#44
Mar712, 05:10 PM

PF Gold
P: 60

OP here again. Not having refreshed my browser I had missed this quoted post. I now must take issue with paragraph 1



#45
Mar712, 05:55 PM

Physics
Sci Advisor
PF Gold
P: 6,242

(1) The "black hole" is not just the singularity. The term is used to refer to the entire region of spacetime inside the event horizon. When people talk about two black holes merging, they are talking about two regions inside event horizons merging into one region inside an event horizon. (Strictly speaking, there is only a single event horizon, and only a single region of spacetime inside it; that region just happens to be shaped like a pair of trousers instead of a tube, so to speak.) (2) A black hole is not "infinitely dense". The singularity itself can be thought of as "infinitely dense", but the singularity has no causal effect on anything else in the spacetime, so its characteristics are irrelevant for understanding what happens elsewhere. (Strictly speaking, the singularity is not even "in" the spacetimethe spacetime itself "ends" at the singularity, meaning there are events arbitrarily close to the singularity but none actually "at" it.) (3) The event horizon is defined "teleologically"it is the boundary of the region of the spacetime (as above, there is only *one* such region, but it may be shaped like a pair of trousers instead of a tube) that cannot send light signals to "infinity" (strictly speaking, to "future null infinity"). That definition requires you to know the entire history of the spacetime to pin down exactly where the horizon is. So when an object of nonnegligible mass falls into a black hole, the horizon starts to move outward from its old radius to its new radius even *before* the infalling object reaches it, because the horizon is defined in terms of where light signals go all the way into the infinite future. A light signal sent from outside the "old" horizon radius may still be trapped behind the new horizon even if it is sent *before* the infalling object reaches the "new" horizon radiusif it is sent a short enough time before, so that it doesn't have time to make it past the new horizon radius before the infalling object arrives. Take a look at the diagrams on this page: http://casa.colorado.edu/~ajsh/collapse.html Particularly the Kruskal and Penrose diagrams of the star collapsing to a black hole. It may help to visualize what I'm saying above.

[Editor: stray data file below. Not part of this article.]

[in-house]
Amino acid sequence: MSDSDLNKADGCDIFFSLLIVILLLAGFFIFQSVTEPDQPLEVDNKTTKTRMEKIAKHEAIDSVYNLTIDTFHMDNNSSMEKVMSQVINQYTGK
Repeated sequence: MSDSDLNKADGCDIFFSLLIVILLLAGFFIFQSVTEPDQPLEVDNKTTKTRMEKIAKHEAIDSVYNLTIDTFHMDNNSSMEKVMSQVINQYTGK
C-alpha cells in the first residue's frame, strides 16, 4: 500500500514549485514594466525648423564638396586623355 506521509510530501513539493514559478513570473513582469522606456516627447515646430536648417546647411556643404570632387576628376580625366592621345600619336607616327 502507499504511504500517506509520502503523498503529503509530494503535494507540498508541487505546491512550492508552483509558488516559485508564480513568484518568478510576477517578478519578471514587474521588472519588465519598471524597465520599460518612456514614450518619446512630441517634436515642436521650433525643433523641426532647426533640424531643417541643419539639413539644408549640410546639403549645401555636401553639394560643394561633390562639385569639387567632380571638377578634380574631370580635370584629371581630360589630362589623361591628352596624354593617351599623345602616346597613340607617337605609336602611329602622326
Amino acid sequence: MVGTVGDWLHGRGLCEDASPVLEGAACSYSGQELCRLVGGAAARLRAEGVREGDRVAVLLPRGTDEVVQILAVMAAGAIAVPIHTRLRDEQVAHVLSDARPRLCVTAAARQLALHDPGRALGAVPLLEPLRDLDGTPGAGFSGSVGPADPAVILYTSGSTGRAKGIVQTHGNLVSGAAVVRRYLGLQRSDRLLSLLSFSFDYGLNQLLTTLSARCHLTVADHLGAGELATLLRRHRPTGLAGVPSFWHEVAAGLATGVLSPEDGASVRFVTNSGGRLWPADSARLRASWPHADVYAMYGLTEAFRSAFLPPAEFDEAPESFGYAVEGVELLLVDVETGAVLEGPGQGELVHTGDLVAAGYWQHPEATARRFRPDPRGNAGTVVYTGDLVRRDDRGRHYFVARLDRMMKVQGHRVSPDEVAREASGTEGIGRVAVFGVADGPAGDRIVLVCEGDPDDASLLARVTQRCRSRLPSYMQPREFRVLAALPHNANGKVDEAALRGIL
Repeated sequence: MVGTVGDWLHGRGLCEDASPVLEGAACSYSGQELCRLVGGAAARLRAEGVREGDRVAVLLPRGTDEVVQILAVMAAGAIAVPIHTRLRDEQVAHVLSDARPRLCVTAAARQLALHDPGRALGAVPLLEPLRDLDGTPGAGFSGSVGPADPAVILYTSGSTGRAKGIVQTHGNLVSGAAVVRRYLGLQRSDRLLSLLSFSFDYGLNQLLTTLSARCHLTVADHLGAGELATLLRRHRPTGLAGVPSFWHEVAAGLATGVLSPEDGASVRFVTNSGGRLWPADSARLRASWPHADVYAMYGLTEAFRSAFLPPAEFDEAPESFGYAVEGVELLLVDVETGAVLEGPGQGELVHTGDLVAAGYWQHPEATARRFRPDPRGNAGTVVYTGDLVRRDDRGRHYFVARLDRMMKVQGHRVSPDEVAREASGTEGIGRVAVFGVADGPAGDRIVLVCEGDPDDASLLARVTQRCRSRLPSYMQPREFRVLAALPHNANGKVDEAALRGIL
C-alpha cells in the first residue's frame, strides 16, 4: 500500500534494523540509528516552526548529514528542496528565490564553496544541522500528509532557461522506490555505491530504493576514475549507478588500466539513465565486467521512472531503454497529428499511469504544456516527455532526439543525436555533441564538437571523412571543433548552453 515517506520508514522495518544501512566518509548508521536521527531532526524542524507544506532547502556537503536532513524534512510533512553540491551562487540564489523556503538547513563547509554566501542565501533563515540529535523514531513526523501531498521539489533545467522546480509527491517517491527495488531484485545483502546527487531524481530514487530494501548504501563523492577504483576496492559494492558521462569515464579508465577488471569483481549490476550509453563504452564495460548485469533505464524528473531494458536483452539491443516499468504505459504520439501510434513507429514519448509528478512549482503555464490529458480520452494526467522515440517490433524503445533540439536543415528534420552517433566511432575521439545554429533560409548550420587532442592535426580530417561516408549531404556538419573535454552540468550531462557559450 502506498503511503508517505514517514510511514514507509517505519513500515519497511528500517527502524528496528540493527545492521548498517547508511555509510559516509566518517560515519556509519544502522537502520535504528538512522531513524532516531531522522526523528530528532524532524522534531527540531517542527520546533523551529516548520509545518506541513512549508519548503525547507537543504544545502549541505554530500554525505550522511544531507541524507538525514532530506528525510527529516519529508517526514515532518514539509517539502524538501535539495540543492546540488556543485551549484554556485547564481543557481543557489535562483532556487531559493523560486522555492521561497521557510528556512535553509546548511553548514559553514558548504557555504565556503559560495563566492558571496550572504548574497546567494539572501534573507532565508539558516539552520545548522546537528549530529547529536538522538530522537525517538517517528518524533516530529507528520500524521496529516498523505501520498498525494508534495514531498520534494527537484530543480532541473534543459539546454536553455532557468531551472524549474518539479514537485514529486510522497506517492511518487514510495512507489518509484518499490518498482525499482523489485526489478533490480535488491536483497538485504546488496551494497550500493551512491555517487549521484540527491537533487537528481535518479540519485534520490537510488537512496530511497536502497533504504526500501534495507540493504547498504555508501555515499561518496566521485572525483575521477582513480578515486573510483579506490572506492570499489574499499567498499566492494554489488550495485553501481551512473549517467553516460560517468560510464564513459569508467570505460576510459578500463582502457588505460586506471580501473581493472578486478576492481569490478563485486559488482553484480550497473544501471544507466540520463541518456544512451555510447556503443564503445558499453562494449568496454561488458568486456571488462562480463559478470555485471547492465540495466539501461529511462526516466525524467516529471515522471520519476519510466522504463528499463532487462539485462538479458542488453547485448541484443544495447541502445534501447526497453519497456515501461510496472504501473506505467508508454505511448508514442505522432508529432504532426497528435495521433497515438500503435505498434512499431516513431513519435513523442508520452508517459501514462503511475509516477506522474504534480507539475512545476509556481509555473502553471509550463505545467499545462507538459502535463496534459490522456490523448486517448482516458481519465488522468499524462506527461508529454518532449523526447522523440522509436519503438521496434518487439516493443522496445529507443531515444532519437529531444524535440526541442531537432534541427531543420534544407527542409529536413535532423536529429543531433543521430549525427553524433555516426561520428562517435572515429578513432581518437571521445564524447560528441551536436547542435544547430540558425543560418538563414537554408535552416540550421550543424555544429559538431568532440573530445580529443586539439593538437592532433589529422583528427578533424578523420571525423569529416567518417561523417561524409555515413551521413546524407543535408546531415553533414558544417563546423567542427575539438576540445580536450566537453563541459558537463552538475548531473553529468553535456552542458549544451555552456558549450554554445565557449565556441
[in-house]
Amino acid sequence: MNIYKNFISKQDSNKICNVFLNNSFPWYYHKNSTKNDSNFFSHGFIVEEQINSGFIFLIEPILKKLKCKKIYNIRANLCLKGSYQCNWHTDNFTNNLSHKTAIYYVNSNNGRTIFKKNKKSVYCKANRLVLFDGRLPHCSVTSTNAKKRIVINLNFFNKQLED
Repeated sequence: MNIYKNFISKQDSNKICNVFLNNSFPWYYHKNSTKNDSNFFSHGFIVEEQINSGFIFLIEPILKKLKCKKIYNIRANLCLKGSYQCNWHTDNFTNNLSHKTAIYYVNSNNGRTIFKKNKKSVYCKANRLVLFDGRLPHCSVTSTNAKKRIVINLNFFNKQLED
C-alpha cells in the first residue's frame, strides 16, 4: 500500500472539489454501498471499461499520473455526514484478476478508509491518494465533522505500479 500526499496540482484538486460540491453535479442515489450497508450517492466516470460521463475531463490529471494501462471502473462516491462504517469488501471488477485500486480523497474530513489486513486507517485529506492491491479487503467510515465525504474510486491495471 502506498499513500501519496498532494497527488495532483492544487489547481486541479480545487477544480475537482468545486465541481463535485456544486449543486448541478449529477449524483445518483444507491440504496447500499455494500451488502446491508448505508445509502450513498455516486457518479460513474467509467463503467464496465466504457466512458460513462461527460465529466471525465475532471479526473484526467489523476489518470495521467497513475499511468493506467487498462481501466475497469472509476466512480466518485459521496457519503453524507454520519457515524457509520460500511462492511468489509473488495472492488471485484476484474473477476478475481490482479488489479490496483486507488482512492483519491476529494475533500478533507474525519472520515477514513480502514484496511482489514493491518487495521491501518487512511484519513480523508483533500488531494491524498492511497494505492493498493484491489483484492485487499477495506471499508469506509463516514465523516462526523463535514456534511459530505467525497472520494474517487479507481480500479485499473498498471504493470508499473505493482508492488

#46
Mar712, 06:15 PM

PF Gold
P: 60




#47
Mar712, 06:26 PM

Sci Advisor
PF Gold
P: 5,080




#48
Mar712, 06:36 PM

PF Gold
P: 60




#49
Mar712, 06:43 PM

Sci Advisor
PF Gold
P: 5,080




#50
Mar712, 06:58 PM

PF Gold
P: 60

Clarification:
A clock near an event horizon would appear to have slowed to almost nothing, considering redshift alone and excluding gravitational effects. In 'reality', as far as it can be applied in these circumstances, the gravitation slows the clock to near zero at the singularity. The redshift, by different means, makes the clock appear to have stopped at the event horizon. 


#51
Mar712, 07:03 PM

Physics
Sci Advisor
PF Gold
P: 6,242




#52
Mar712, 07:05 PM

PF Gold
P: 60




#53
Mar712, 07:24 PM

Physics
Sci Advisor
PF Gold
P: 6,242




#54
Mar712, 07:35 PM

PF Gold
P: 60

Others have spoken of infalling observers and I agree with them unconditionally. I also agree with eveything you said about them in your last post. But I have not mentioned them in this thread.
As for the "instantaneous link" it will be a sad day for physics when thought experiments are disallowed. 


Register to reply 
Related Discussions  
Relativistic mass increase appearing to form a black hole vs. a real black hole  Special & General Relativity  9  
Time dilation and blackholeblackhole mergers, and ringdown gravitational waves  Special & General Relativity  13  
Is it possible to escape a black hole's event horizon in a binary black hole system  Astronomy & Astrophysics  6